Once more, the direct relationship between the decorrelation rate and glucose concentration is apparent. However, the data for 120  mg/dL require attention. This point does not follow the trend observed for the remaining values and unfavorably affects the linear growth of decorrelation time through sugar levels. It is especially notable in the linear fit (red line) performed. Even with the error bars, the fit barely crosses this data point. Consequently, the R2 for this fit is only 0.852, and the residual sum of squares is high. That may indicate that a linear model is not suitable for our data and may not be a good guess. However, as the remaining points do have a good linear fit (R2 of 0.97), another possibility is the 120  mg/dL sample may have been badly sampled, or each glucose concentration may need more analyzed points for the average to be a good representative. In such a case, the linear trend may be an acceptable model for the observed relation and cannot be disregarded. Further studies will be performed to check each hypothesis.

The obtained results suggest that high glucose levels increase the viscosity of the blood, which is in good agreement with other reports from the literature. The increase in the decorrelation time of speckles in the OCT has been observed before,20 but the range of concentrations tested lies outside the range of normoglycemic subjects and commonly found glucose levels in diabetic patients.20,36,39 We aimed to test the ability of OCT to differentiate blood sugar in lower concentrations, with the highest one studied in our trials (355  mg/dL) coinciding with the lowest already reported (360  mg/dL or 20 mM). Nevertheless, the approach to the autocorrelation of our study also differs from the one already reported, being based on a parameter readily obtainable from the data, enabling a faster result but still able to discriminate the samples.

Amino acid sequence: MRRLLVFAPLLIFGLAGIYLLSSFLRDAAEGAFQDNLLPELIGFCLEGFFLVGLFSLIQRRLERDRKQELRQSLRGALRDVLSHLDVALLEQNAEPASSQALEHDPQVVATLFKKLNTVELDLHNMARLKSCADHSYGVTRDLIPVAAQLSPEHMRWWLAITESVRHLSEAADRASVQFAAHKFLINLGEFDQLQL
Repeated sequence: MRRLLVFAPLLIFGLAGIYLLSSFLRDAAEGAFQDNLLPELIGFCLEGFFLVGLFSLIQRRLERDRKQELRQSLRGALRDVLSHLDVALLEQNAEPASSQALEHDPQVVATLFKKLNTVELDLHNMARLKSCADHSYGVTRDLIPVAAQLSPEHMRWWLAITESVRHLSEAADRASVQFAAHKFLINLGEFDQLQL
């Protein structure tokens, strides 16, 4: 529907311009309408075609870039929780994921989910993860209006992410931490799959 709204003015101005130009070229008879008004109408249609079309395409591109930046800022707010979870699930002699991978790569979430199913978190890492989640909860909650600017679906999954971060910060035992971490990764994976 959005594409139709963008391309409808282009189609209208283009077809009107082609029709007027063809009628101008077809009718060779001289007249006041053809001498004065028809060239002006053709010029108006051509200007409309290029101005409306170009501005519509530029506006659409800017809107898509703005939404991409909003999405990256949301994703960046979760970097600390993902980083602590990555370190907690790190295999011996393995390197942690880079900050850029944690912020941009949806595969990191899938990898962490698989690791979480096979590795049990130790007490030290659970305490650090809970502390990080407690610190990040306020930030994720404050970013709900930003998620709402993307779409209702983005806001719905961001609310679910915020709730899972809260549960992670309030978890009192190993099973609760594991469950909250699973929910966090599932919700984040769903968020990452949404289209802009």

Our results thus, along with others works evaluating OCT’s signal autocorrelation capacity to detect changes in blood viscosity, indicate OCT as a potential tool for noninvasive diagnostics. Nonetheless, apart from the linear model validation, studies will also be conducted on the technique’s resolution for different glucose concentrations, which needs to be improved for a real application. Still, despite being performed ex vivo, those results are a base for a noninvasive in vivo approach for glucose monitoring with OCT. It has been demonstrated that the time-varying speckles originating from blood are still detectable by OCT in vivo,41 which further supports the possible application of speckle decorrelation analysis.